Glass formation and meltability of metal-organic frameworks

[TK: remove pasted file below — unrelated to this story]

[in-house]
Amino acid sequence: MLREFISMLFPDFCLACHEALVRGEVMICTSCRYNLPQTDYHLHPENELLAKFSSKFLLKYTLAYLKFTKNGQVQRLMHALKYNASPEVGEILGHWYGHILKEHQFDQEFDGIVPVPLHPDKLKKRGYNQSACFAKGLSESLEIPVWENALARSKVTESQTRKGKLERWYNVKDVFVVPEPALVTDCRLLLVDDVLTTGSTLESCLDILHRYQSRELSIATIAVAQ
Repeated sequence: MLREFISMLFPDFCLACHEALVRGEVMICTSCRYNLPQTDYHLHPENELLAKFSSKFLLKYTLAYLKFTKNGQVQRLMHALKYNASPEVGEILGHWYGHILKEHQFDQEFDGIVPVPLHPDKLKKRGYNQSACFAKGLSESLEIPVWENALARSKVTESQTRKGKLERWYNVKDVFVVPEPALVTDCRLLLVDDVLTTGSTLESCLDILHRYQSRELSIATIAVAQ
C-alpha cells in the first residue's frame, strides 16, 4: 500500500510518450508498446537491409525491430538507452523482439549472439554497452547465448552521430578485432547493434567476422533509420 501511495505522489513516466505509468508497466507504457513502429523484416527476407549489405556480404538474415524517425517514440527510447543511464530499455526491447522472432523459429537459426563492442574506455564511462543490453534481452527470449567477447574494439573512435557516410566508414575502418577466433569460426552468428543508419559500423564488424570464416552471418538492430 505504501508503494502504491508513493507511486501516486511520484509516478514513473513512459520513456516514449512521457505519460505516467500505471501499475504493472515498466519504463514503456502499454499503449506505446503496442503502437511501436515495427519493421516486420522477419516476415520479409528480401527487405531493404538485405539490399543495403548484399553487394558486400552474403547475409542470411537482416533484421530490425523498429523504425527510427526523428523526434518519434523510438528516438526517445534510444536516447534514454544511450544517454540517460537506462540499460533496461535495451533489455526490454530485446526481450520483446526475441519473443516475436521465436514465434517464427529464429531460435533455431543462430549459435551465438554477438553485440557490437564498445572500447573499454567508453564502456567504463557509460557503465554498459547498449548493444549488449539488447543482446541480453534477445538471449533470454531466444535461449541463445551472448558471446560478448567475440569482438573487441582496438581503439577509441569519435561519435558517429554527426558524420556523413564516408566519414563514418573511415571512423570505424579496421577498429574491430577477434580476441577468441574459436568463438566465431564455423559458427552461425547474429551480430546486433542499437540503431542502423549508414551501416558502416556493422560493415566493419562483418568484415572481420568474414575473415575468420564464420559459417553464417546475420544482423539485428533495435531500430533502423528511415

Melt-quenched (MQ) glasses derived from metal-organic frameworks (MOFs) have emerged very recently as tunable organic-inorganic hybrid glasses, showing potential applications in gas separation. Zeolitic imidazolate frameworks (ZIFs) are a subclass of MOFs which have shown high meltability. ZIF-62, a mixed-linker ZIF, has been investigated extensively because of its low melting temperature and high thermal stability. Application of glasses formed from MOFs on an industrial scale requires large-scale production of parent crystals. However, in large-scale production of mixed-linker MOFs, both kinetics and thermodynamics of synthesis play significant roles. The importance of both factors originates from a heterogeneous linker distribution in mixed-linker MOFs where each type of linker can form different crystalline phases during synthesis, altering thermal properties and more importantly, the meltability. The parameters which affect the formation of different crystalline polymorphs in ZIF-62, and the methods required to detect such structural heterogeneity in the final material are investigated, while possible phase transformations are also discussed. Among a huge number of crystalline MOFs (over 70,000), only small number of them have shown the ability to melt. Decomposition of the framework prior to its melting transition is an obstacle hindering the transition to the liquid state while heating. Porosity and metal-ligand interactions have been identified as parameters determining meltability of such frameworks. To overcome these constraints, an ionic liquid (IL) containing its sodium salt was incorporated into the cages of ZIF-8, a highly porous, normally non-meltable ZIF. After mechanical amorphization, the structure of the resultant composite and stability of IL molecules in the collapsed pores were examined, and the effect of structural collapse on ionic conduction, as a macroscopic property, was investigated.



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